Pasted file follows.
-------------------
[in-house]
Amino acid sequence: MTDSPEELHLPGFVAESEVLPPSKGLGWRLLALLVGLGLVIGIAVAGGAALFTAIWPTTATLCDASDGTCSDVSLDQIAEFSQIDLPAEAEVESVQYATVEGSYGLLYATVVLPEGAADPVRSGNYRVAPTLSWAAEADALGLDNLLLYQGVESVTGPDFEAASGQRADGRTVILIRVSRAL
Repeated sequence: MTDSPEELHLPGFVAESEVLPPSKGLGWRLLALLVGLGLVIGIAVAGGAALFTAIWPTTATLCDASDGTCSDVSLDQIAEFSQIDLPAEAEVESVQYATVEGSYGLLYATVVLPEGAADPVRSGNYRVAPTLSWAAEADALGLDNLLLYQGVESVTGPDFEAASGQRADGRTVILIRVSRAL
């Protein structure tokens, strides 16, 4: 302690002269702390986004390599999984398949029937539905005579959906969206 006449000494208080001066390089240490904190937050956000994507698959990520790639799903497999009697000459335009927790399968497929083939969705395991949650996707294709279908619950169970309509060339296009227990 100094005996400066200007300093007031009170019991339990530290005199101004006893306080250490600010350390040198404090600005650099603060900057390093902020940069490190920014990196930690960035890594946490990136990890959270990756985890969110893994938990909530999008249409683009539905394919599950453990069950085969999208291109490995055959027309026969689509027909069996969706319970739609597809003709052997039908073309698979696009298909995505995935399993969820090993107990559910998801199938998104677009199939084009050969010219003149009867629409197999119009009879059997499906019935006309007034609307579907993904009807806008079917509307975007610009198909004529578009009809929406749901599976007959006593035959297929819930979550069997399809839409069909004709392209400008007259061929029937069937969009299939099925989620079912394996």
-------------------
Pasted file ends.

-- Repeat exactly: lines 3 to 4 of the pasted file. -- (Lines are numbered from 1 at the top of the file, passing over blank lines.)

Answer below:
Repeated sequence: MTDSPEELHLPGFVAESEVLPPSKGLGWRLLALLVGLGLVIGIAVAGGAALFTAIWPTTATLCDASDGTCSDVSLDQIAEFSQIDLPAEAEVESVQYATVEGSYGLLYATVVLPEGAADPVRSGNYRVAPTLSWAAEADALGLDNLLLYQGVESVTGPDFEAASGQRADGRTVILIRVSRAL
């Protein structure tokens, strides 16, 4: 302690002269702390986004390599999984398949029937539905005579959906969206 006449000494208080001066390089240490904190937050956000994507698959990520790639799903497999009697000459335009927790399968497929083939969705395991949650996707294709279908619950169970309509060339296009227990 100094005996400066200007300093007031009170019991339990530290005199101004006893306080250490600010350390040198404090600005650099603060900057390093902020940069490190920014990196930690960035890594946490990136990890959270990756985890969110893994938990909530999008249409683009539905394919599950453990069950085969999208291109490995055959027309026969689509027909069996969706319970739609597809003709052997039908073309698979696009298909995505995935399993969820090993107990559910998801199938998104677009199939084009050969010219003149009867629409197999119009009879059997499906019935006309007034609307579907993904009807806008079917509307975007610009198909004529578009009809929406749901599976007959006593035959297929819930979550069997399809839409069909004709392209400008007259061929029937069937969009299939099925989620079912394996």